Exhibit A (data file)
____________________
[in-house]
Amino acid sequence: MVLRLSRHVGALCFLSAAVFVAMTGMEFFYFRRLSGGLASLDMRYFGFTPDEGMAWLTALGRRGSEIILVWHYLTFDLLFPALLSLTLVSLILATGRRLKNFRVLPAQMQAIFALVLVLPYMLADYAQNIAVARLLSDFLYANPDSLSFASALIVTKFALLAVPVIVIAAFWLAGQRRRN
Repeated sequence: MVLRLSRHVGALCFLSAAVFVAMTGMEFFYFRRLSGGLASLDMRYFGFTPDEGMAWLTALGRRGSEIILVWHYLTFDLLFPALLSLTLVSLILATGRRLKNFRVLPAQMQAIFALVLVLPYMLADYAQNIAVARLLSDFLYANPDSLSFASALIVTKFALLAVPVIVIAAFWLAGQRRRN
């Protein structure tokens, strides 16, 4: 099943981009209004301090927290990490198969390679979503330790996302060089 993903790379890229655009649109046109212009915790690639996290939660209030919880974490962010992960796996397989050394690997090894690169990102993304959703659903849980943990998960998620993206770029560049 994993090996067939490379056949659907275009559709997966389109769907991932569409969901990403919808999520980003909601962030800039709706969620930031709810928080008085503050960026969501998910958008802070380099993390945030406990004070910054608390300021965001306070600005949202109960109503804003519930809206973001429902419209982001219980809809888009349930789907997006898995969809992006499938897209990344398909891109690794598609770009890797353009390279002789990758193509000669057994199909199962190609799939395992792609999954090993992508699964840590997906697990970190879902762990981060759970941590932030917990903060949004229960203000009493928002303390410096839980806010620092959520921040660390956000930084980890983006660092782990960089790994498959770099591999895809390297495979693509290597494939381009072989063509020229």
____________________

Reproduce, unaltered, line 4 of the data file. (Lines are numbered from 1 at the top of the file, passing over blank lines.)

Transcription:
């Protein structure tokens, strides 16, 4: 099943981009209004301090927290990490198969390679979503330790996302060089 993903790379890229655009649109046109212009915790690639996290939660209030919880974490962010992960796996397989050394690997090894690169990102993304959703659903849980943990998960998620993206770029560049 994993090996067939490379056949659907275009559709997966389109769907991932569409969901990403919808999520980003909601962030800039709706969620930031709810928080008085503050960026969501998910958008802070380099993390945030406990004070910054608390300021965001306070600005949202109960109503804003519930809206973001429902419209982001219980809809888009349930789907997006898995969809992006499938897209990344398909891109690794598609770009890797353009390279002789990758193509000669057994199909199962190609799939395992792609999954090993992508699964840590997906697990970190879902762990981060759970941590932030917990903060949004229960203000009493928002303390410096839980806010620092959520921040660390956000930084980890983006660092782990960089790994498959770099591999895809390297495979693509290597494939381009072989063509020229």